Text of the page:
What is the difference between normal memory loss and symptoms of dementia?
To mark Brain Awareness Week (March 11-17, 2013), the Western New York Chapter of the Alzheimer’s Association is offering a number of classes geared toward outlining the differences between forgetfulness and dementia, and recognizing when loss of memory may be an indication of more serious cognitive problems.
“Every single day, we answer calls about issues just like this,” explains Chapter Executive Director Leilani Pelletier. “It is the most common question we are asked, which is why we reach out to the public to educate them, and to help whenever and wherever we can.”
Classes will be offered in each of the eight counties served by the chapter: Erie, Niagara, Genesee, Orleans, Wyoming, Allegany, Chautauqua, and Cattaraugus.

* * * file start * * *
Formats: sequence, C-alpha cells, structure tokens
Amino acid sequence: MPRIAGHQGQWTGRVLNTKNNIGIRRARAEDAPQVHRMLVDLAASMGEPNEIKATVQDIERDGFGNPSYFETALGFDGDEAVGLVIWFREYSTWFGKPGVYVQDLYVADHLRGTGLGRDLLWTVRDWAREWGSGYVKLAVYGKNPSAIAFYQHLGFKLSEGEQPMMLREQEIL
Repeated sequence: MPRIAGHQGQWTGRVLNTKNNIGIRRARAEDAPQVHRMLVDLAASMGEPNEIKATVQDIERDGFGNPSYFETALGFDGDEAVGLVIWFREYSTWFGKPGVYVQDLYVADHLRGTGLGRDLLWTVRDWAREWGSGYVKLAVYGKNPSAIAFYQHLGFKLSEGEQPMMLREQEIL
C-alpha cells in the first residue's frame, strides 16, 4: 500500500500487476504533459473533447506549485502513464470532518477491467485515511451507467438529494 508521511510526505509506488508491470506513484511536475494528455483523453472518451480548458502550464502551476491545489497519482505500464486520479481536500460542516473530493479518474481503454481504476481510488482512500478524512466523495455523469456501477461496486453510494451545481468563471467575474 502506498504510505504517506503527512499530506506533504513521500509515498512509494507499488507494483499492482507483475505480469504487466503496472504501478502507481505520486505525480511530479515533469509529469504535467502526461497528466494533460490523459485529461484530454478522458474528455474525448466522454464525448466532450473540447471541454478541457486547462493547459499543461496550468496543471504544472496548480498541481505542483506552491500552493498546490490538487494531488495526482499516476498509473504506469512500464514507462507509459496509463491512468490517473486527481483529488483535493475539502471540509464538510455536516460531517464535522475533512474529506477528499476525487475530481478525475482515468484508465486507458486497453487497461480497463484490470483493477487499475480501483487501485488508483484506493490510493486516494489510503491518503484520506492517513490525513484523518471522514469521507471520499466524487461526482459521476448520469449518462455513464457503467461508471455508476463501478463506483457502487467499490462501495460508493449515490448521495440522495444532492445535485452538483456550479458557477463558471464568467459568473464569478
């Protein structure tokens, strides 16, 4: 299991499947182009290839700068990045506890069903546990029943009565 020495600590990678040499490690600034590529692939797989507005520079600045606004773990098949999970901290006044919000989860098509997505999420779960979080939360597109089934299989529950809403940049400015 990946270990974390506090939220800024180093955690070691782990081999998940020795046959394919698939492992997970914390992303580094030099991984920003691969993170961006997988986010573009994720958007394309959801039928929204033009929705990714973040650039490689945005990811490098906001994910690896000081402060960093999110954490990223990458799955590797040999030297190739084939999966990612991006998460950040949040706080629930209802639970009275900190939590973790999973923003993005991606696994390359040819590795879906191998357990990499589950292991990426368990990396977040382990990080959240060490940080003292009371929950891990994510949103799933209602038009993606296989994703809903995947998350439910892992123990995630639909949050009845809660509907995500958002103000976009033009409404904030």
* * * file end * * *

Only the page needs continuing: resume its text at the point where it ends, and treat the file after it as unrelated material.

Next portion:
“These classes are open to everyone, and will include basic information on the warning signs of dementia and ways you can improve your memory,” said Chapter Education and Training Director Meghan Fadel. “We’re also very excited about a special presentation by renowned UB Assistant Professor Dr. Kinga Szigeti, who will talk about local research studies that are focused on memory disorders.”
On Friday, March 15, from 10-11 a.m., the Niagara Falls Memorial Hospital will host one of the classes, “The Basics: Memory Loss, Dementia and Alzheimer’s.”
For more information on other classes and to register call 800-272-3900:
The Alzheimer’s Association staffs a free helpline that is available 24/7 to answer questions about dementia, caregiving, and various other education and support services at 800-272-3900. Information can also be found online at www.alz.org/wny.
2012 Alzheimer’s Disease Facts and Figures:
More than 5.4 million Americans are living with the disease, including 55,000 in the Western New York region, and more than 15 million family members and friends provide some kind of care for those individuals. It’s estimated these caregivers provide $210 billion worth of unpaid care, while dementia-related costs covered by Medicare and Medicaid top $140 billion. Read the report at: www.alz.org.